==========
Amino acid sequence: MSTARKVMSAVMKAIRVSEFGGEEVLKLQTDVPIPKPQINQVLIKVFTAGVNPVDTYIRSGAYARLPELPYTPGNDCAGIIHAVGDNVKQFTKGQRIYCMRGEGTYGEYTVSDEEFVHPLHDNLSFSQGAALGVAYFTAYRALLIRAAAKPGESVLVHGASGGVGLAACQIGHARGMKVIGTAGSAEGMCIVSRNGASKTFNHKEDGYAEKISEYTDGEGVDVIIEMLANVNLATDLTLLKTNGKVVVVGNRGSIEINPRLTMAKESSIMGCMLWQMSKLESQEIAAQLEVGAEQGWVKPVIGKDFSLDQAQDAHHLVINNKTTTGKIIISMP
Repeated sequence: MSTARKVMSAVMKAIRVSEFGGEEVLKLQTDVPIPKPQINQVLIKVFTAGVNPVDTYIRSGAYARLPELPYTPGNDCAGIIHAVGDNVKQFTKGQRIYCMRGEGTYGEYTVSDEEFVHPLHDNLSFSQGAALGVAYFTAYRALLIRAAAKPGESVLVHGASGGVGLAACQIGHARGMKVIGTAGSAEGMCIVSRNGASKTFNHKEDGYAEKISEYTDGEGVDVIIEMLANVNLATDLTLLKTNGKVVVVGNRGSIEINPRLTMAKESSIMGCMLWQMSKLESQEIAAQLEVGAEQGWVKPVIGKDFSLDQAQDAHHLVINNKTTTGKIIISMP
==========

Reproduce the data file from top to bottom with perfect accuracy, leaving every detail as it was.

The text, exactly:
Amino acid sequence: MSTARKVMSAVMKAIRVSEFGGEEVLKLQTDVPIPKPQINQVLIKVFTAGVNPVDTYIRSGAYARLPELPYTPGNDCAGIIHAVGDNVKQFTKGQRIYCMRGEGTYGEYTVSDEEFVHPLHDNLSFSQGAALGVAYFTAYRALLIRAAAKPGESVLVHGASGGVGLAACQIGHARGMKVIGTAGSAEGMCIVSRNGASKTFNHKEDGYAEKISEYTDGEGVDVIIEMLANVNLATDLTLLKTNGKVVVVGNRGSIEINPRLTMAKESSIMGCMLWQMSKLESQEIAAQLEVGAEQGWVKPVIGKDFSLDQAQDAHHLVINNKTTTGKIIISMP
Repeated sequence: MSTARKVMSAVMKAIRVSEFGGEEVLKLQTDVPIPKPQINQVLIKVFTAGVNPVDTYIRSGAYARLPELPYTPGNDCAGIIHAVGDNVKQFTKGQRIYCMRGEGTYGEYTVSDEEFVHPLHDNLSFSQGAALGVAYFTAYRALLIRAAAKPGESVLVHGASGGVGLAACQIGHARGMKVIGTAGSAEGMCIVSRNGASKTFNHKEDGYAEKISEYTDGEGVDVIIEMLANVNLATDLTLLKTNGKVVVVGNRGSIEINPRLTMAKESSIMGCMLWQMSKLESQEIAAQLEVGAEQGWVKPVIGKDFSLDQAQDAHHLVINNKTTTGKIIISMP